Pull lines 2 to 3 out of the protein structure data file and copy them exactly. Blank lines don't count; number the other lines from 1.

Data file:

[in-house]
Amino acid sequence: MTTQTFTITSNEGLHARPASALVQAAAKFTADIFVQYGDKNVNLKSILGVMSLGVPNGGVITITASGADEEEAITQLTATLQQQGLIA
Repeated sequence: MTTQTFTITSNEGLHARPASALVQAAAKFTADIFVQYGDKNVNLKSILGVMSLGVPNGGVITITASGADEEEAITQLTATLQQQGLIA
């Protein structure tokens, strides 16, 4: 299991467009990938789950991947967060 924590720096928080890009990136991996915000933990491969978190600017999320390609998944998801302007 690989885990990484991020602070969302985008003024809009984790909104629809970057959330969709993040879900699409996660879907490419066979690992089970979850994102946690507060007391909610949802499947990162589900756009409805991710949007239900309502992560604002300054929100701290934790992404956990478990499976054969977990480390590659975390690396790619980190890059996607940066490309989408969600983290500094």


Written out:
Amino acid sequence: MTTQTFTITSNEGLHARPASALVQAAAKFTADIFVQYGDKNVNLKSILGVMSLGVPNGGVITITASGADEEEAITQLTATLQQQGLIA
Repeated sequence: MTTQTFTITSNEGLHARPASALVQAAAKFTADIFVQYGDKNVNLKSILGVMSLGVPNGGVITITASGADEEEAITQLTATLQQQGLIA